As videogame creators and enthusiasts it's worth noting Howard & particularly Frazetta's influence on the nascent sword and sorcery role playing game Dungeons & Dragons, a 1970s phenomenon that has had a hugely significant influence on the style and content of computer & videogames, and on nerd culture in general, from the early days of computing right up to Monday May 10 2010, and beyond.

In effect, we all live in Frazetta's dark, brooding, horned shadow... whether we know it or not. 

* * *

When the folks at Capy & representatives from Superbrothers began to talk about what we'd like to build together, we were keen to try to build something stylistically fresh within an archetypical videogame aesthetic, to craft a new experience in an imagined world that felt ancient & ageless, a world that would resonate with a videogame enthusiast audience.

We arrived at the title 'Sword & Sworcery', an intentional misspelling & attractive typesetting of what seemed to us to be a perfectly generic term that encapsulated disparate influences like The Legend of Zelda, Mike Mignola's Hellboy, Beowulf, Gawain & The Green Knight and other such histories with a supernatural element. We hoped to tell a story of swashbuckling warriors in forgotten kingdoms, to present something deeply dreamlike and weirdly credible, to introduce something unknowable and dark, something amusingly serious with just an occasional touch of wry wit. We agreed that S:S&S EP would be a hybrid videogame including a combat element - the sword - placed within an adventure thick with intrigue, mystery & lurking horror - the sworcery. On a lot of levels the title felt right.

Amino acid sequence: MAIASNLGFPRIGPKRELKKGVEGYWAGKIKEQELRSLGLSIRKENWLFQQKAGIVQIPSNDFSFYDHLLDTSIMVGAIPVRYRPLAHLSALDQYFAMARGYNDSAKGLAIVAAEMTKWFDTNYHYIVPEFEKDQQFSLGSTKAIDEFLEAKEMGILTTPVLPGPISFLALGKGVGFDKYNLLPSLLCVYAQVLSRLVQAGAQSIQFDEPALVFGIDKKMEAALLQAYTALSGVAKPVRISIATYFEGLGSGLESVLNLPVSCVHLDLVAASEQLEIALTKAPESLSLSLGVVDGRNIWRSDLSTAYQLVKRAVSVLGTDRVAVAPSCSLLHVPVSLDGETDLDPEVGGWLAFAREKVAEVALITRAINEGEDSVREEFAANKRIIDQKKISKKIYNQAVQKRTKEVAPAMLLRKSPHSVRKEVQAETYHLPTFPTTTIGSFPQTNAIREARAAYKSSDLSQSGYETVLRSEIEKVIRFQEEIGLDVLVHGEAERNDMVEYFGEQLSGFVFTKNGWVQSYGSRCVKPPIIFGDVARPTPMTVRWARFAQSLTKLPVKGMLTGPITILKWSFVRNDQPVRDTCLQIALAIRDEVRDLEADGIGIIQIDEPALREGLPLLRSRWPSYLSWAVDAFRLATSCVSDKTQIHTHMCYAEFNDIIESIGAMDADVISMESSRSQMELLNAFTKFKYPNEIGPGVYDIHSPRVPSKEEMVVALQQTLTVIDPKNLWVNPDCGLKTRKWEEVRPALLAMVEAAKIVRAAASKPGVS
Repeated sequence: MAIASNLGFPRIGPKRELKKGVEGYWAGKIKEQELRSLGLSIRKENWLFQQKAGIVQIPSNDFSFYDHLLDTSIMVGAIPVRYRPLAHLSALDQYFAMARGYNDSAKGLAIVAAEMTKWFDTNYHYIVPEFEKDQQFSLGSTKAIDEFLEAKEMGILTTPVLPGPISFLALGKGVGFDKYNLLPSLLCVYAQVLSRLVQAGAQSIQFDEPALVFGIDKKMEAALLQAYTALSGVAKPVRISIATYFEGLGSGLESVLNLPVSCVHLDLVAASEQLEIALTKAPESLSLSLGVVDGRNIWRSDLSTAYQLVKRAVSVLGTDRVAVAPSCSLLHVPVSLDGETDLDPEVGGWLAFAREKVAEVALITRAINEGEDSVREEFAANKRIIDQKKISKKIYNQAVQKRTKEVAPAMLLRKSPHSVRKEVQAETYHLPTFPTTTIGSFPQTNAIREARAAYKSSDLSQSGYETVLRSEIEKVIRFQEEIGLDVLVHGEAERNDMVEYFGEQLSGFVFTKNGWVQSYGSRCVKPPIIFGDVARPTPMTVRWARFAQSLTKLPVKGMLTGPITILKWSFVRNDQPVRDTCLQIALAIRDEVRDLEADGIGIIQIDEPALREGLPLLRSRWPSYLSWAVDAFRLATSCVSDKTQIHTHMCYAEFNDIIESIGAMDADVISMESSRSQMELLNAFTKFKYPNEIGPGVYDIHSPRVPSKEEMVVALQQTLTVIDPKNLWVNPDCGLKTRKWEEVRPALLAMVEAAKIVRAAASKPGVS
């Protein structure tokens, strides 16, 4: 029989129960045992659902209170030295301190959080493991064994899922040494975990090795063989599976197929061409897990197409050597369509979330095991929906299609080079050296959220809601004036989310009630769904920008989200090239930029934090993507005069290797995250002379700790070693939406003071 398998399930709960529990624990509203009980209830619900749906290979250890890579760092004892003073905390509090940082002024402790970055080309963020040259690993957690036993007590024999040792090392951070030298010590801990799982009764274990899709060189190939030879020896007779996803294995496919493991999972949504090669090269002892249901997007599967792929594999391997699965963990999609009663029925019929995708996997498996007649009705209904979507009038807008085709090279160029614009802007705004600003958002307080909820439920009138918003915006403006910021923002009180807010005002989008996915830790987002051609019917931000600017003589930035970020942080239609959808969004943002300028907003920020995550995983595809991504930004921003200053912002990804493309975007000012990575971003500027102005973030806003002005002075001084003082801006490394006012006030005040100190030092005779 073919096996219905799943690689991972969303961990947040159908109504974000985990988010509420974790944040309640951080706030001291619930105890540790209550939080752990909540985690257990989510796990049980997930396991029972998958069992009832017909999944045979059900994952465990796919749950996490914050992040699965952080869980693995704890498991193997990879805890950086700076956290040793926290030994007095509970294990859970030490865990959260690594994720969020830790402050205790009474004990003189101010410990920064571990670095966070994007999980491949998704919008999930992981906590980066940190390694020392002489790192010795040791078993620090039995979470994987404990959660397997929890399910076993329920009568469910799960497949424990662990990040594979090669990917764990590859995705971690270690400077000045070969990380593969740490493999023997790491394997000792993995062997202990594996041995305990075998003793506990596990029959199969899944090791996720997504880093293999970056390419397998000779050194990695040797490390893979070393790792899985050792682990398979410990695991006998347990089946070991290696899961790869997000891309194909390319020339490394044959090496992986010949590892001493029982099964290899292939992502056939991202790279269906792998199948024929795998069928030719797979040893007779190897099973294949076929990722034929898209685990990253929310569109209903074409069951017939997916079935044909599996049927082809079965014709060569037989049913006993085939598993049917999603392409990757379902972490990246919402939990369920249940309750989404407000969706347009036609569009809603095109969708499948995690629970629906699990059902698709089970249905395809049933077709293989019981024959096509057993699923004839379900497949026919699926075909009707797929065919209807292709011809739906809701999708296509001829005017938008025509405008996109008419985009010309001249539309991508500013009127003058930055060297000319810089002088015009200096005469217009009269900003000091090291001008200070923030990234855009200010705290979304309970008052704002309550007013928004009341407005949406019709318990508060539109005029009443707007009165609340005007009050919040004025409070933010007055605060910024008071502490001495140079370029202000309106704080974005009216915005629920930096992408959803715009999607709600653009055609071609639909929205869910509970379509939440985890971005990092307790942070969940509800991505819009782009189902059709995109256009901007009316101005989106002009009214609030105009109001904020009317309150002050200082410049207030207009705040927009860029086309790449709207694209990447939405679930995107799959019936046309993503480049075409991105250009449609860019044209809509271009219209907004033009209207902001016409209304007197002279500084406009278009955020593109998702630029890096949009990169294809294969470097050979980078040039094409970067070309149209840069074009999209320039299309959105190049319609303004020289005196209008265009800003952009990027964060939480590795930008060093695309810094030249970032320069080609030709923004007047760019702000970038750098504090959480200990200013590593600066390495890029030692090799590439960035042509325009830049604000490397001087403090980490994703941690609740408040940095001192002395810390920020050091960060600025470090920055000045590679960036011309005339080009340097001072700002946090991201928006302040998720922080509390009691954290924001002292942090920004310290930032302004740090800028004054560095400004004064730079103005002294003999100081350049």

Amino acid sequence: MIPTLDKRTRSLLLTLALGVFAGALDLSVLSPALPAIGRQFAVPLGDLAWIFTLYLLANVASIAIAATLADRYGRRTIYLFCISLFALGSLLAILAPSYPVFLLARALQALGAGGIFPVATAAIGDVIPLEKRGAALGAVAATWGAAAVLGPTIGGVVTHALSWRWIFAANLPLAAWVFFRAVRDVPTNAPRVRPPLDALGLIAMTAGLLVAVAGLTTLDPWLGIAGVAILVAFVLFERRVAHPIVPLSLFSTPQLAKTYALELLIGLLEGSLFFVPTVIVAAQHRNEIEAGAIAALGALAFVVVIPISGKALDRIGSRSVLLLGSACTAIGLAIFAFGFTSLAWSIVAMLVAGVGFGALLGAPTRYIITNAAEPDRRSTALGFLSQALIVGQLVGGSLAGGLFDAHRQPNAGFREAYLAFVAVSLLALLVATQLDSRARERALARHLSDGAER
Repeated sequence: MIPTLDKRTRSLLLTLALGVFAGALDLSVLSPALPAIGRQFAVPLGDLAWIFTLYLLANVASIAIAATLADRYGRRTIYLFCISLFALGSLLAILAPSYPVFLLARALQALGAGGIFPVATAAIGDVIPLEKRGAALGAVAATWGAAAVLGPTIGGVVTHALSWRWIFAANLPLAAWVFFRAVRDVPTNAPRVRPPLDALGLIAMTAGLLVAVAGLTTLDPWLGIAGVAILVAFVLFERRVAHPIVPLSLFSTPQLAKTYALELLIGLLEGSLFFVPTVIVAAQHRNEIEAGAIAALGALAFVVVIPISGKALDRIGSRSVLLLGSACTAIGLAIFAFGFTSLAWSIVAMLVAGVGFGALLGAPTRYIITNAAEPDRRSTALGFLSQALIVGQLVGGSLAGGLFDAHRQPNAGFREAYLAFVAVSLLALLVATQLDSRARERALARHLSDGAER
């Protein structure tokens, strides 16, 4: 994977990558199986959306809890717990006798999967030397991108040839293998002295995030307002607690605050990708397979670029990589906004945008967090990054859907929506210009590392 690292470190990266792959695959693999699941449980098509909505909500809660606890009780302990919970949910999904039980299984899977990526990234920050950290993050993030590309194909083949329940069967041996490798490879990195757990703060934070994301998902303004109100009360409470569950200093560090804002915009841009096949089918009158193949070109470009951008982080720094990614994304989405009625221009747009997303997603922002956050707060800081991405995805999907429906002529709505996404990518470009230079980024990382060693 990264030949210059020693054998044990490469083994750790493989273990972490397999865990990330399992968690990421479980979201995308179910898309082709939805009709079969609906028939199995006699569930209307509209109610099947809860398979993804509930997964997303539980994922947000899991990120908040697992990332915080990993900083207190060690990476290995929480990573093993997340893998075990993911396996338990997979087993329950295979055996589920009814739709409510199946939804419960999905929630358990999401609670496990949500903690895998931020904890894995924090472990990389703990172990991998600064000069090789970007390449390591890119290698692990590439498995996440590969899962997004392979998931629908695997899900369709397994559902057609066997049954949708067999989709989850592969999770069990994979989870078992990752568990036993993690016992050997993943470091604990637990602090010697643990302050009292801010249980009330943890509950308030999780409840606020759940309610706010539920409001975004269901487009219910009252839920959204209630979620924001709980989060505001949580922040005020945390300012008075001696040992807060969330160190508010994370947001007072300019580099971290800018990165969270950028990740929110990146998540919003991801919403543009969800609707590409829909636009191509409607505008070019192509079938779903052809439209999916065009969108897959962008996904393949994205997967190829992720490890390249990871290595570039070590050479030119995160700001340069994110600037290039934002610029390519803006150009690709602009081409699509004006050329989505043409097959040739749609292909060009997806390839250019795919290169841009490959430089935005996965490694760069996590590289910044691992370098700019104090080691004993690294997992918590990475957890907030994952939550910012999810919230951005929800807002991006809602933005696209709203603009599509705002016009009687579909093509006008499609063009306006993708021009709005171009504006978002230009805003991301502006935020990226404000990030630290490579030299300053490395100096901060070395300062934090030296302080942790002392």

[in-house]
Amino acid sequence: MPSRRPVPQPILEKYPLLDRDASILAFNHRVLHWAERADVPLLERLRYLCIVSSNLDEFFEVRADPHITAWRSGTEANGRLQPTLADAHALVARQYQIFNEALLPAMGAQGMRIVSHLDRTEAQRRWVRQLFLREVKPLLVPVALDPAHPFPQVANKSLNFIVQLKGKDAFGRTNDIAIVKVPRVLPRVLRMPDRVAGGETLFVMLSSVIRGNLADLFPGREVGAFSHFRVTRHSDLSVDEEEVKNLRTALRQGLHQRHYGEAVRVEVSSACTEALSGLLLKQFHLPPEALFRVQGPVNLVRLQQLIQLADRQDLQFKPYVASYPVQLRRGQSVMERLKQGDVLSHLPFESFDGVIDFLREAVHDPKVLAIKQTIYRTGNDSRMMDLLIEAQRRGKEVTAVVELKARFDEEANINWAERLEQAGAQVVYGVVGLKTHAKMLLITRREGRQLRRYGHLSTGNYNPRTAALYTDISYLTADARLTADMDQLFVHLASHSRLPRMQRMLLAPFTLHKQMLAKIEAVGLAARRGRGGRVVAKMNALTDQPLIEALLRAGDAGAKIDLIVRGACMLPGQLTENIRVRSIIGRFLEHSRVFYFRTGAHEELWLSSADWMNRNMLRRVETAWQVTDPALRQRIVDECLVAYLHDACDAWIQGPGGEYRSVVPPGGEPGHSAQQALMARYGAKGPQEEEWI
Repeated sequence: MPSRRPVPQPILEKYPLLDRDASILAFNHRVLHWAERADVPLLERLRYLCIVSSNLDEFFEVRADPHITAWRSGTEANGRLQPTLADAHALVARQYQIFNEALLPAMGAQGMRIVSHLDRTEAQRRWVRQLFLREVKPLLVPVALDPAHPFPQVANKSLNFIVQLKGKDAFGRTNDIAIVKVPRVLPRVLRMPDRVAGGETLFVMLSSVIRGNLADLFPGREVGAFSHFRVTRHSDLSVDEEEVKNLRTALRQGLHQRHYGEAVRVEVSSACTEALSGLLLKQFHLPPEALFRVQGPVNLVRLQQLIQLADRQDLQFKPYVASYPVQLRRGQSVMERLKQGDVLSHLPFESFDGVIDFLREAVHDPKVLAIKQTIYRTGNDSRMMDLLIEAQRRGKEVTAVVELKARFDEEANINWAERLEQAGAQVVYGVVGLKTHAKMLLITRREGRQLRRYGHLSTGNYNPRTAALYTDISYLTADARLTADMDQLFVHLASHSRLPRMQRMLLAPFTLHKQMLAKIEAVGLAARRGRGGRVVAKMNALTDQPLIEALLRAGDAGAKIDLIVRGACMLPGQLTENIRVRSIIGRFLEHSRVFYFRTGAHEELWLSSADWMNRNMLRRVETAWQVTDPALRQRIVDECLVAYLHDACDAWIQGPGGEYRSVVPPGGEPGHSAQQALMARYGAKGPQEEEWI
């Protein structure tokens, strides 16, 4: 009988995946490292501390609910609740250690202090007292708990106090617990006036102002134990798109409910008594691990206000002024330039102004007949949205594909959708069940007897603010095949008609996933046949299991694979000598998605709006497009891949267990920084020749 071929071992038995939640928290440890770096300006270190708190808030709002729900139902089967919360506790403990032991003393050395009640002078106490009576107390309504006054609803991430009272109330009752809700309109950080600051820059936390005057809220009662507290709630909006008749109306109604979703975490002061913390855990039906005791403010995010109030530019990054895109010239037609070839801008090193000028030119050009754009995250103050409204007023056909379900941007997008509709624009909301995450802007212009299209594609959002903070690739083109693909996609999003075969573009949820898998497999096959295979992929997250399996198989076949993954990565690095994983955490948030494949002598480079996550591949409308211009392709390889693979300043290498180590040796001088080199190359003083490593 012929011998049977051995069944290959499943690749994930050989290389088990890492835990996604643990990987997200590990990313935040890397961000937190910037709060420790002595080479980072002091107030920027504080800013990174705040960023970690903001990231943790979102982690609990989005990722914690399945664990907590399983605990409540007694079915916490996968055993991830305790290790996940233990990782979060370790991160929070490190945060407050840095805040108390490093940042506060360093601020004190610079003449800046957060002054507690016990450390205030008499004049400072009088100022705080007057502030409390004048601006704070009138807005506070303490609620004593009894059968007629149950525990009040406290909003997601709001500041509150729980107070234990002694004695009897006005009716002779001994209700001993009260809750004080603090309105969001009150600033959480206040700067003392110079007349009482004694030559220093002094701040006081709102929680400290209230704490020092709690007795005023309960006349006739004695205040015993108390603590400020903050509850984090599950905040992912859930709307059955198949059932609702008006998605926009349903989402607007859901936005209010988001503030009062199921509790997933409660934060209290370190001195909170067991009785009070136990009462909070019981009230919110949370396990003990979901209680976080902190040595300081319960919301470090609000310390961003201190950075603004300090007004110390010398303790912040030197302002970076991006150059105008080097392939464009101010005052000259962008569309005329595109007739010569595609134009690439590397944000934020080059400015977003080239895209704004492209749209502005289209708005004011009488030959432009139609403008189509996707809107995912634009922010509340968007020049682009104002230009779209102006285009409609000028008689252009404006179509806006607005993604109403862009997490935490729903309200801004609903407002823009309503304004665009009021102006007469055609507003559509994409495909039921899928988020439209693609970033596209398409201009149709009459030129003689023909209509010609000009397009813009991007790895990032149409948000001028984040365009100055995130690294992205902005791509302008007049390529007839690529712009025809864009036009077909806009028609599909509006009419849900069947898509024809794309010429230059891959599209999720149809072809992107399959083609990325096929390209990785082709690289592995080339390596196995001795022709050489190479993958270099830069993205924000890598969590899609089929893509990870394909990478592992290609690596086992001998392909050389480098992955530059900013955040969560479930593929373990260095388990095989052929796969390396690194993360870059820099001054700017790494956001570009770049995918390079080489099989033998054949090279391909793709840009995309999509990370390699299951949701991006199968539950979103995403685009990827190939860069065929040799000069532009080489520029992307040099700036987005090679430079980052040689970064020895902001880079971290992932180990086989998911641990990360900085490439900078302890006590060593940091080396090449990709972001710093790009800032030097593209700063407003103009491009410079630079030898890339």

At Superbrothers Inc., we like to know where something comes from, to get to the root of an idea, and as we started to get familiar with the term 'sword and sorcery', we began to understand how it all led back to Howard... and how visually, artistically, almost everything we associate with sword and sorcery draws from the work of Frank Frazetta.

His influence is felt in the work of Yusuke Nakano, the artist at Nintendo responsible for The Legend of Zelda (along with Shigeru Miyamoto), who counts Frazetta amongst his primary influences. More recently, Scott Campbell & the many incredible artists at Double Fine likely spent long hours poring over Frazetta's work while working on Brutal Legend. Everything Mike Mignola has done, of course, is a respectful & original take on the eerie worlds carved out by Howard, Lovecraft & above all, Frazetta. While Frazetta may not have been a direct inspiration at the S:S&S EP project's conception, his indirect influence was undeniable, inescapable.

Frazetta is many things - a 20th century old master, a pop surrealist pioneer, one of the finest book illustrators who ever lived - but those descriptors can't communicate the enormity of his legacy. If a painting is awesome, if it kicks you in the teeth & grins, if the darks are dark, the skies afire, the men hard and heavy with muscle & sinew, the women voluptious and/or diabolical, the figures masterfully sculpted, the creatures immaculately constructed, the action over-the-top, the colors vivid, the compositions bold & striking & bloody & fierce ... if an eerie moon rises above a craggy mountaintop castle, then it's likely that Frazetta lurks within... and he's probably watching the Mets.